Open standards for a smart electric grid

How would you feel if your gas station taped over the meters on the gas pump, preventing you from seeing how much gasoline you had just bought or how much you had to pay? What if you ran your credit card through but didn't see a receipt -- or at least not until the end of the month? This is how we buy electricity today.

But there's good news: Congress recently provided $4.5 billion to build a smarter electricity grid that can empower consumers with information about their electricity consumption. Studies have shown that having such consumer energy information in real-time can reduce energy use by 5 to 15 percent.

Edward Lu, Google's Program Manager for Advanced Projects and a former astronaut, testified today on this topic before the Senate Energy and Natural Resources Committee.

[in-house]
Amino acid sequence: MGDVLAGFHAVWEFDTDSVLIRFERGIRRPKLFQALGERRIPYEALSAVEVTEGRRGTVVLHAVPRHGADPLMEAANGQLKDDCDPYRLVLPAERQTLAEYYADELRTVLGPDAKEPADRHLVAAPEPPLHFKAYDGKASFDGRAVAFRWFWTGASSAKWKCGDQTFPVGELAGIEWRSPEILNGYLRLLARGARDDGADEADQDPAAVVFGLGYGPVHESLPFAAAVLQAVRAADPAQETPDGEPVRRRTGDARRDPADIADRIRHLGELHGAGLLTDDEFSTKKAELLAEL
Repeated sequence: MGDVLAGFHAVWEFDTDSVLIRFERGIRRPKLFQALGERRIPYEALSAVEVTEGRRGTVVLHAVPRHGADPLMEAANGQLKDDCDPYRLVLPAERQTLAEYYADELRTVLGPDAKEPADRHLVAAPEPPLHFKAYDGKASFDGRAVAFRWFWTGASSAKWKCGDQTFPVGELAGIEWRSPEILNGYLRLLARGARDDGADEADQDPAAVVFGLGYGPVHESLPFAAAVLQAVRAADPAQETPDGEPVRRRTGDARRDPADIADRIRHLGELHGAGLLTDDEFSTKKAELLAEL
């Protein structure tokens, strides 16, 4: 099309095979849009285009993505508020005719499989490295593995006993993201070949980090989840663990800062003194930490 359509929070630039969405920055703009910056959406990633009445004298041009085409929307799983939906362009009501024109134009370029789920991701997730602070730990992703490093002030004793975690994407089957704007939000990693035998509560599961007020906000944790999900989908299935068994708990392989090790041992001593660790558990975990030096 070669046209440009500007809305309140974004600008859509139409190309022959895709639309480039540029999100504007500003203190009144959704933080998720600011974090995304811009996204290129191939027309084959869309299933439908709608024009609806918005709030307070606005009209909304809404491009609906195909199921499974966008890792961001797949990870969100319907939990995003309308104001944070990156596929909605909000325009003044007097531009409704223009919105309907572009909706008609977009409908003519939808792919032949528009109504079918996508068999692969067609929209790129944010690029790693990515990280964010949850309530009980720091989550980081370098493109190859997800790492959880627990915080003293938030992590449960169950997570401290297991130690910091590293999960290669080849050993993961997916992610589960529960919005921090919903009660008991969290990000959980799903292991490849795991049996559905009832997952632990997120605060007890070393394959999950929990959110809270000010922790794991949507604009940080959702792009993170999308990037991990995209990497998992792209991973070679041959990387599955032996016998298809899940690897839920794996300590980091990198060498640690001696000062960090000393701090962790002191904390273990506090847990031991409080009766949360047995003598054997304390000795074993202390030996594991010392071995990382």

Ed stressed that energy information should be provided to consumers in as close to real time as practical. And that information should be provided using open, non-proprietary standards that drive innovation and competition, and that will guard against technology obsolescence as the smart grid evolves.

The smart grid is essentially a nascent energy Internet. Thanks to the open protocols and standards on which it was built, the Internet has grown into a thriving ecosystem, delivering innovative products and services to billions of users worldwide. Applying the same principles of openness to our nation's electric grid would create a smarter platform for products and services, helping consumers conserve energy and save money.

Check out Ed's full testimony and a video recording of the hearing. Also, check out Google PowerMeter to get a preview of the sorts of consumer applications that could be built around a smart grid.